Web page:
Living in Frames, by meshing the lyrical moments of life with the captured images of experience. This is a reverie, a journey, the fork in the road, and the never-ending story....

Sunday, February 19, 2012

I've been thinking a lot about how writers make their characters multi-dimensional- to develop a form of storytelling beyond romanticism and stoicism- creating some semblance of the "true" human condition. More Hunter S. Thompson, less William Blake or John Keats.

The truth is, I fell in love with the W.B. Yeats-style of writing, because these were the sorts of authors that filled my family's library growing up- that I poured over their pages of flowery repetitions and ethereal settings, with a hunger for both inspiration and detachment. Whose books and verses were shoved beneath my pillow before long sleeps of dreamy oblivion, or manifested into ideas so lovely and sweet they afforded me wakefulness into the wee-small hours.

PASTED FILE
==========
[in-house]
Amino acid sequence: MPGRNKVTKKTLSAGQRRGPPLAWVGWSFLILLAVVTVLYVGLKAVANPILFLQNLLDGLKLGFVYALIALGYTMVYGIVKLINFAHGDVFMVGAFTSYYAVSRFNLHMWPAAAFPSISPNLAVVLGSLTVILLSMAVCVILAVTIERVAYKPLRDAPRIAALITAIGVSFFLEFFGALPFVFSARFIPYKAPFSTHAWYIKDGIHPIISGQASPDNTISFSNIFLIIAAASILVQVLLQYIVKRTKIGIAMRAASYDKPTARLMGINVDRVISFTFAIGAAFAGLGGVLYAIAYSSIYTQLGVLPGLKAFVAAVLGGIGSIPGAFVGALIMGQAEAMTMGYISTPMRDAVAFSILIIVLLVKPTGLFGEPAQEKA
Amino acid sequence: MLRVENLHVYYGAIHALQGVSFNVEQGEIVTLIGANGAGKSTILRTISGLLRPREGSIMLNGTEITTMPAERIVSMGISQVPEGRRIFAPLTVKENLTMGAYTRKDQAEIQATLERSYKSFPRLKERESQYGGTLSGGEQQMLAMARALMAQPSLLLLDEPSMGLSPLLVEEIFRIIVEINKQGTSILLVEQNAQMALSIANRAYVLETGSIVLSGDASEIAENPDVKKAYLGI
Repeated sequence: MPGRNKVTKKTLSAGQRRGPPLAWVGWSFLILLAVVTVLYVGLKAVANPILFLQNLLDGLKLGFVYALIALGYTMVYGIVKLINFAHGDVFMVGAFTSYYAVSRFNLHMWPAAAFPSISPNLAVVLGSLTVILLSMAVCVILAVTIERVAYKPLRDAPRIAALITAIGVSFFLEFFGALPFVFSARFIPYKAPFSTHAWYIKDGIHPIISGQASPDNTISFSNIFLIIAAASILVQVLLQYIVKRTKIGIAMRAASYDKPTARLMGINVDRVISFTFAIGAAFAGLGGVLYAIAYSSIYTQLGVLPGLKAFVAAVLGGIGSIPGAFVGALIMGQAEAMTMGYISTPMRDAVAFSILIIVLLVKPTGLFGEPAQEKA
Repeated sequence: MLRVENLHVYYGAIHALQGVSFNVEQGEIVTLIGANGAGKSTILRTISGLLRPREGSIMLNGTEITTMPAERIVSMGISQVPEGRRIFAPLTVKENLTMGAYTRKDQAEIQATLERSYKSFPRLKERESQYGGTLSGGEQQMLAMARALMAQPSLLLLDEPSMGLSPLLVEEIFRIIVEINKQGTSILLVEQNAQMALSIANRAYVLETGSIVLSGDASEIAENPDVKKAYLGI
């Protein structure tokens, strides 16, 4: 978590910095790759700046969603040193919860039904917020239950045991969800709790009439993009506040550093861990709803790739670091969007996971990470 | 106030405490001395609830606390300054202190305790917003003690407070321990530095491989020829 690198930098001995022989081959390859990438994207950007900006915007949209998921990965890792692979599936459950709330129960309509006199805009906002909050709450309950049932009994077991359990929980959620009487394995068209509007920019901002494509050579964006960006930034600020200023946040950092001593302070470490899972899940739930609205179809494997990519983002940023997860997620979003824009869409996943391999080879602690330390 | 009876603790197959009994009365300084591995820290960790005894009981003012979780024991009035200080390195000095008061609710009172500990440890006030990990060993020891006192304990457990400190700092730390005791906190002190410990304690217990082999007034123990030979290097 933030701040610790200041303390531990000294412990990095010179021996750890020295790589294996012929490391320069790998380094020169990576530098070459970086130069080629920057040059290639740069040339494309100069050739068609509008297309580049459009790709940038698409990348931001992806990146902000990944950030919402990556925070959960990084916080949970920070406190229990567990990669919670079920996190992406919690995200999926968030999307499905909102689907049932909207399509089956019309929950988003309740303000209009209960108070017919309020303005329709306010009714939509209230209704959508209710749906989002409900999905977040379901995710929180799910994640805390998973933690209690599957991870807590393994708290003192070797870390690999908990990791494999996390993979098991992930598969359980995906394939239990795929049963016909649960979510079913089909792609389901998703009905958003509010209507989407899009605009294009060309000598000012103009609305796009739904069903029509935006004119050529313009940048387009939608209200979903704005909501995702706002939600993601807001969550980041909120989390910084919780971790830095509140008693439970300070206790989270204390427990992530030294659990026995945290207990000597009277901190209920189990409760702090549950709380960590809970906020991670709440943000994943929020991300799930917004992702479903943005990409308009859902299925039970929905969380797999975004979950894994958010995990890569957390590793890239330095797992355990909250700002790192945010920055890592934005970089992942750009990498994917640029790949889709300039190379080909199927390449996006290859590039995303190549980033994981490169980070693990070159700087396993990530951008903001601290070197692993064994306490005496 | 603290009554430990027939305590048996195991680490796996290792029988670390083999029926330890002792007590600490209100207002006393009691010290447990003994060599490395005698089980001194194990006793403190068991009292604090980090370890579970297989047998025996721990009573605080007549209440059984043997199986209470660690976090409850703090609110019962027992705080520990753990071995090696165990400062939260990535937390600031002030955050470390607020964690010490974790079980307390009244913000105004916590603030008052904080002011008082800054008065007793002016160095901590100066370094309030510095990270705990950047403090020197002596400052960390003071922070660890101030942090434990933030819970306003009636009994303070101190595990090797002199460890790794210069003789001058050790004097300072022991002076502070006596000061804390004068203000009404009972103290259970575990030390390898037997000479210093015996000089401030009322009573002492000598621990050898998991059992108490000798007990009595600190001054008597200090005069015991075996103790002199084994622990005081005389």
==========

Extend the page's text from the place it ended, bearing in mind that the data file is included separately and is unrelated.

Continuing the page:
I was a dreamer, both by day and by night- and not that I didn't know hardship or pain (and still), what I lacked was a way of expressing what I really knew of people- how alone we are in this race, how insecure and sometimes dangerous we can be, how capable we are of great things, and also the most destructive- Love and Hate, and how lost we truly are.

For so long, and even up until recently, writing was my porthole of living vicariously in places I'd created- a somewhat Utopian, unflawed essence of a universe. Think Being John Malkovich meets Rilke; on the cusp of reality, and also wrapped up in it's heart strings. The way I had chosen to exist and write, was a step past cathartic and not necessarily "in a bubble", but upon a plateau that I'd built for myself- an observation tower if you will, remote and removed from the day to day struggles and challenges that needed to be experienced and expressed to make anyone a better person of character and artistry.

So what, if someone smokes two packs of cigarettes a day? Does that make him or her any less of a notable person, because we see their weaknesses (or is addiction even a crutch)? It doesn't have to just be about the theatrics either, or maybe some eccentrics in good placement and judgment are okay-I don't really know what the equation is. But I do know that if an author has captured at least one empathic reader with their writing, then they should find pride in what they have done.

Because it is no small feat being able to relate to another human being or convey a message with our limited language of words, let alone create upon a page, a world within a world.

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